This hybrid workshop is a continuation of the NOAA series of workshops on “Leveraging AI in Environmental Sciences.” The third event continues the successes of previous workshops and encourages participation by scientists, program managers, and leaders from the public, academic and private sectors who work in AI and environmental sciences. The theme for this year’s workshop is “Transforming Weather, Climate Services, and Blue Economy with Artificial Intelligence.” As a hybrid event, in-person capacity at Boulder will be limited in accordance with the most recent public health guideline while the virtual event will be open broadly to the public. SEE MORE INFO>>> Call for Abstracts The workshop is currently accepting abstracts relevant to the theme of this year’s workshop until June 18, 2021. The major topics that will be covered by this workshop include: AI for Weather & Climate: Using AI to advance the understanding of weather and climate systems and improve the capability to predict extreme events and future changes. AI for Blue Economy: Using AI to enhance all sectors of the American Blue Economy, such as fishery stock assessment, efficient marine resource surveys, automated data acquisition and analysis, image processing, coastal resilience planning, and protection of the marine ecosystem. Workforce Development & Education: Development and educational activities to promote workforce proficiency and increase workforce diversity around AI. Research-to-Operation/Commercialization (R2X) for AI: Examples and lessons learned on how to transfer AI-based research into operational and/or commercial products. Trustworthy & Responsible AI in Environmental Sciences: Tools and case studies to address the ethical concerns of AI applications in environmental sciences and their societal impacts, such as explainable AI and risk communication. Seamless AI Systems: Development of end-to-end AI-based systems that provide workflows, products, and/or services to build customized AI applications for end-users. Community of Practice: Strategies and examples of how to organize communities of practice around AI in environmental sciences to accelerate the adoption of AI and the collaborations with communities of practice that are relevant to other NOAA’s Science and Technology focus areas. Tools, Resources & Datasets: Development of open source tools, resources, and datasets to improve the efficiency and efficacy of AI applications in environmental sciences, such as deep learning tools, reference datasets for AI application benchmarking, and AI-ready data development.

  • Watch: USDA RMRS - A West-Wide Rangeland Wildfire Fuel Assessment

    Reading the Tea Leaves is a monthly recorded series with Dr. Matt Reeves - a USDA Forest Service Rocky Mountain Research Station Research Ecologist specializing in remote sensing and ecological modeling. Dr. Reeves analyzes current rangeland fuel conditions across the west, with emphasis on emerging hotspots. New episodes will be posted on the first Monday of every month and more frequently as the summer progresses. Projections are based on Reeves' Fuelcasting system, a new program that provides projections of expected fuel conditions this grazing season. It is an important component of the Rangeland Production Monitoring System. Check out the series on-demand here. Projections are based on Reeves' Fuelcasting system, a new program that provides projections of expected fuel conditions this grazing season. It is an important component of the Rangeland Production Monitoring System. June 3, 2021 - A special live edition of Reading the Tea Leaves with Dr. Dan McEvoy, Regional Climatologist, Western Regional Climate Center, and Iric Burden, Range/Weeds/Botany Program Manager, Kaibab National Forest. See the series here.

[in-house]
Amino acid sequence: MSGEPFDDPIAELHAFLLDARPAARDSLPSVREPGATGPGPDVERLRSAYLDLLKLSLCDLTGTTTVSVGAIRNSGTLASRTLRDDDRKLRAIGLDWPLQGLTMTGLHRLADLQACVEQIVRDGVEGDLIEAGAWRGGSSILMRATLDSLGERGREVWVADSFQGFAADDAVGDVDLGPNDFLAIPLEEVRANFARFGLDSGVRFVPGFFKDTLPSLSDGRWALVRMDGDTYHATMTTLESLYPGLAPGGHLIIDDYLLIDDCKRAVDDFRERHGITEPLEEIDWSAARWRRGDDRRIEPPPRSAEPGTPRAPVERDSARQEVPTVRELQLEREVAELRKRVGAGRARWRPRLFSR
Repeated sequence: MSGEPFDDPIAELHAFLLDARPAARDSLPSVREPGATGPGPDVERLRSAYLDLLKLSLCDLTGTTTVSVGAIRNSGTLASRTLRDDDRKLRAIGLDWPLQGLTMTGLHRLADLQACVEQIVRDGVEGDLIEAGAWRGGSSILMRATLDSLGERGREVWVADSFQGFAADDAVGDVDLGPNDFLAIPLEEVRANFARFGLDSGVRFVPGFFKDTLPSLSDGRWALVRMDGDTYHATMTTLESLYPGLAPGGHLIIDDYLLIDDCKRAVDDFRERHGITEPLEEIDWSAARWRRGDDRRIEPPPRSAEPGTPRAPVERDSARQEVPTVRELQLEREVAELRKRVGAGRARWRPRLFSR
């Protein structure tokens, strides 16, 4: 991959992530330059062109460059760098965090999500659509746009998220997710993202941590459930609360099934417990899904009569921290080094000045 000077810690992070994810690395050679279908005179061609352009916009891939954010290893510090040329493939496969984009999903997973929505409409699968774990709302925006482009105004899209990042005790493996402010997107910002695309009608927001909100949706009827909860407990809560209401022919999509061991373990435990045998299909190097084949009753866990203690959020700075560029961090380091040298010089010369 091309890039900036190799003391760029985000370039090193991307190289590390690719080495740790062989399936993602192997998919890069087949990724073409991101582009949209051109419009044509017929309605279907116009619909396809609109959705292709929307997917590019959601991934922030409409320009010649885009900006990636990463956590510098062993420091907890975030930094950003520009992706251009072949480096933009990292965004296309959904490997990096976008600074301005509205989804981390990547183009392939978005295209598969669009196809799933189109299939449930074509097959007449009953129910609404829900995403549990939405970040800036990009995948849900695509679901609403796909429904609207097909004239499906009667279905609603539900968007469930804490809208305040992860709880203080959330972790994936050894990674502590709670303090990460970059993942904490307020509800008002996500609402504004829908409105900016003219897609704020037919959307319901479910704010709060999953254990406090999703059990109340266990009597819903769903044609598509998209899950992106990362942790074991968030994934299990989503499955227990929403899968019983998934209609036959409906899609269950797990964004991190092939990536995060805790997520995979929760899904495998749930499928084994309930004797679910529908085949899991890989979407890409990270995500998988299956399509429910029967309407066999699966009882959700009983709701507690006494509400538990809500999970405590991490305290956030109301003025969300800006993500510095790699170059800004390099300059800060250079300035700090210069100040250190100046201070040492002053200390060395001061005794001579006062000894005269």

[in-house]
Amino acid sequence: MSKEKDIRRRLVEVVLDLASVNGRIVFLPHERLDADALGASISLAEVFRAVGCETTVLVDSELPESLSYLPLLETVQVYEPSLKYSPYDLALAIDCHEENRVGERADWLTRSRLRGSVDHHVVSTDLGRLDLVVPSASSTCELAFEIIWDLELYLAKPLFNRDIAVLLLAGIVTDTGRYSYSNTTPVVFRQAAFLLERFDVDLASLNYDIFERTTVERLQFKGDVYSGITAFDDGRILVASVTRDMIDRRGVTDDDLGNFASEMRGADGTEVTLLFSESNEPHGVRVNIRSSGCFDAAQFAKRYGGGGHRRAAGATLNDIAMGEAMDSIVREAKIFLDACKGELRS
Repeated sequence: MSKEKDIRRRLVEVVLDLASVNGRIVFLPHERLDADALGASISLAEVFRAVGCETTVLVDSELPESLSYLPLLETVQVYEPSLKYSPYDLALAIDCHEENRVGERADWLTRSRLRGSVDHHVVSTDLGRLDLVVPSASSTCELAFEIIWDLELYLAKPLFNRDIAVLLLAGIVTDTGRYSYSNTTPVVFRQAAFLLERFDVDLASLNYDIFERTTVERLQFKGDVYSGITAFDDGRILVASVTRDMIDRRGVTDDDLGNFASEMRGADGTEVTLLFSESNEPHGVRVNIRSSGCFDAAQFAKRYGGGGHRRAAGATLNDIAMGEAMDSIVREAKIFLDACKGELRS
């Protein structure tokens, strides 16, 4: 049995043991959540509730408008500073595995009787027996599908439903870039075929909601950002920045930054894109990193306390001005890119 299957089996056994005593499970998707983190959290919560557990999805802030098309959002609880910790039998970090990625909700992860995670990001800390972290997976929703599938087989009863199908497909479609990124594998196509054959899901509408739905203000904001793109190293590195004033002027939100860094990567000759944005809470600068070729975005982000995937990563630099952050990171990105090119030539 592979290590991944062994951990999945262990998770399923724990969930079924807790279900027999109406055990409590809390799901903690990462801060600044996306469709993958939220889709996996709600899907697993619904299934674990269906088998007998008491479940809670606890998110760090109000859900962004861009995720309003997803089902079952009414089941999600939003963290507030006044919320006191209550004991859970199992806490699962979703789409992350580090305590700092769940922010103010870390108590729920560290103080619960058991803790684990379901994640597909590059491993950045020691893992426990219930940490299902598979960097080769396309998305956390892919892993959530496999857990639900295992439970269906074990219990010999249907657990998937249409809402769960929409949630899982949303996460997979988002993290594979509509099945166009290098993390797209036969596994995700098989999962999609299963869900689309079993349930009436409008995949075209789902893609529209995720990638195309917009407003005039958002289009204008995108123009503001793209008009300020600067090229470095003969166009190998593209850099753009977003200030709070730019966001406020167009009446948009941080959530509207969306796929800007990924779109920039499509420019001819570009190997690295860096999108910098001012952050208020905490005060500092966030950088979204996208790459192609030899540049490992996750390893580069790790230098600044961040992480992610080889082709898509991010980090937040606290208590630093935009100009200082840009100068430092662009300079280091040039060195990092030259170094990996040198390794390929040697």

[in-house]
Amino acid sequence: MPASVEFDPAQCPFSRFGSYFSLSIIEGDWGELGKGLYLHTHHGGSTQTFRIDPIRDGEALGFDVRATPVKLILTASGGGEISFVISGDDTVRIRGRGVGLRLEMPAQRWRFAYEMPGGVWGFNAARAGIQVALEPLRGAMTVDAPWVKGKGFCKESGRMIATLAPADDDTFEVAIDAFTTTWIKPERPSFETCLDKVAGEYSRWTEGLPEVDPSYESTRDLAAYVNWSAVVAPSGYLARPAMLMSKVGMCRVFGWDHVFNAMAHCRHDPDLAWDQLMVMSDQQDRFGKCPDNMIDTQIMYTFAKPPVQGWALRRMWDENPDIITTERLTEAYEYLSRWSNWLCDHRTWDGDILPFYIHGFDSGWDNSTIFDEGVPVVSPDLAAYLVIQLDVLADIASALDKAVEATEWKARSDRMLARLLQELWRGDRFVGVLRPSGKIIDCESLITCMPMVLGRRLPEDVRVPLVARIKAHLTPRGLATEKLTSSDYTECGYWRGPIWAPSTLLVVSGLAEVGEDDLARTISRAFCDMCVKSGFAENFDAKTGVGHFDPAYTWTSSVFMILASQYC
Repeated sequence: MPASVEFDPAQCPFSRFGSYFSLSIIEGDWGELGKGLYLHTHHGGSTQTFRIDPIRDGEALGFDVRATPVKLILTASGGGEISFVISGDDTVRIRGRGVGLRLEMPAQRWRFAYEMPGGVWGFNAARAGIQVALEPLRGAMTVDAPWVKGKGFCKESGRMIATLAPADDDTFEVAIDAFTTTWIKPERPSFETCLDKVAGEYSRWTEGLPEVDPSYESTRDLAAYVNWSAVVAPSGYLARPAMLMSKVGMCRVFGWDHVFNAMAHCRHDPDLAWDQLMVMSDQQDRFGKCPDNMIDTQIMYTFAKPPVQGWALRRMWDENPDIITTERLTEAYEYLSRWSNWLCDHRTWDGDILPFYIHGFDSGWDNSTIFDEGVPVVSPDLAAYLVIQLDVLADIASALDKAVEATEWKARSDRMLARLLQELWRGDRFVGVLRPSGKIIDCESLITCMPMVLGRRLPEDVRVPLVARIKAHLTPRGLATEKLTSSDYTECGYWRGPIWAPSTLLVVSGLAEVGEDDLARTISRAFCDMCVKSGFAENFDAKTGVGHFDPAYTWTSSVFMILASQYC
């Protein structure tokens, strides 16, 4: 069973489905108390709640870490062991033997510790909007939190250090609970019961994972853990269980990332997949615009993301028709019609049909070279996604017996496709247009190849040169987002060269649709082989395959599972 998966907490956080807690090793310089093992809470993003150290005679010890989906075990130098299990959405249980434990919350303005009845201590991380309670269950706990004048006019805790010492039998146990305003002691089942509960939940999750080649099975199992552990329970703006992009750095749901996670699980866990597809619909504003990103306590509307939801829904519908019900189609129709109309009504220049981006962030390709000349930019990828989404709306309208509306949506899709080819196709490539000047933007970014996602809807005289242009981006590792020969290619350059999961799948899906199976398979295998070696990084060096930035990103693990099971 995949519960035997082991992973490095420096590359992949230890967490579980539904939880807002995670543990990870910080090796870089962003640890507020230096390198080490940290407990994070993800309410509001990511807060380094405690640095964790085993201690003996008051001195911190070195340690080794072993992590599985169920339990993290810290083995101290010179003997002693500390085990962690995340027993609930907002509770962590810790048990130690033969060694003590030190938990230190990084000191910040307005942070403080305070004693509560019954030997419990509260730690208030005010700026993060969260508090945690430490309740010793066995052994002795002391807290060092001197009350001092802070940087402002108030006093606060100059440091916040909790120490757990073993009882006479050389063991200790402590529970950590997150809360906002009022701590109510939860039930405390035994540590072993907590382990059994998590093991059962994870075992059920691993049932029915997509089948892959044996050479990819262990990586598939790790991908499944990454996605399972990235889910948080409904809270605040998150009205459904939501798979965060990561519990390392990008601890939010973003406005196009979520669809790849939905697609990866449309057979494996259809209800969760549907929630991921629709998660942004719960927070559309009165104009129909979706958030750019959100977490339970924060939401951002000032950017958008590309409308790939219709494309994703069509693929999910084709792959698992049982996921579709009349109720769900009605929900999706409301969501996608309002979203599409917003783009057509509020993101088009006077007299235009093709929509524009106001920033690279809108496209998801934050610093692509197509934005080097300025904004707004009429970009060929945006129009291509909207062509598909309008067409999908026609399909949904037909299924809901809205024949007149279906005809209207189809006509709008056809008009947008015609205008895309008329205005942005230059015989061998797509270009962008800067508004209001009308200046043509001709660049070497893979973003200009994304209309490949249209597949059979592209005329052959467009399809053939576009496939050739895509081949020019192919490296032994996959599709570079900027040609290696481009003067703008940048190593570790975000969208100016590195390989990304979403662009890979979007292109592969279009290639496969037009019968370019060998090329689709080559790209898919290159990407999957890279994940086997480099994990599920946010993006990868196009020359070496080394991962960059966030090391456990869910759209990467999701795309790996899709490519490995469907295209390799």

• The LandPKS App Provides Soil Insights for Better Land Management

    Several years ago, a group of USDA Agricultural Research Service (ARS) scientists saw great potential for apps in agriculture. Their foresight led them to develop “LandPKS,” an app that allows users anywhere in the world to access, collect, store, interpret and, if they wish, share soil, vegetation cover, and management data via a smart phone or tablet. The goal of LandPKS is to provide global access to knowledge for sustainable land management. Short for Land-Potential Knowledge System, LandPKS has four input modules that can be used individually or together to customize the app to the user's needs: LandInfo LandManagement LandCover SoilHealth Using GPS for pinpoint location, LandPKS allows access to vast amounts of existing, open-source data on soil, ecology, climate, and more. Much of the U.S. data is from ARS and USDA's Natural Resources Conservation Service (NRCS), and each time users input data on their own soils, the app's soil identification accuracy improves. Herrick pointed out that users have the option to keep their information private if desired. So, what can it do? help users discover the value and potential of their land based on its characteristics allow access to soil information from anywhere accurately identify soil type help users track planting and harvest dates and management efforts Researchers evaluate the LandPKS mobile app for vegetation monitoring at the USDA-ARS Jornada Experimental Range. (Shawn Salley, D4424-1)LandPKS is not just for farmers and ranchers; anyone can use it. It's a handy tool for gardeners, who can use it to help determine the soil type of their garden. Teachers are also using a curriculum unit based on the app that aligns with Next Generation Science Standards used by many states by promoting an understanding of how soils and topography determine the land's potential to support crop production. Read more and get download info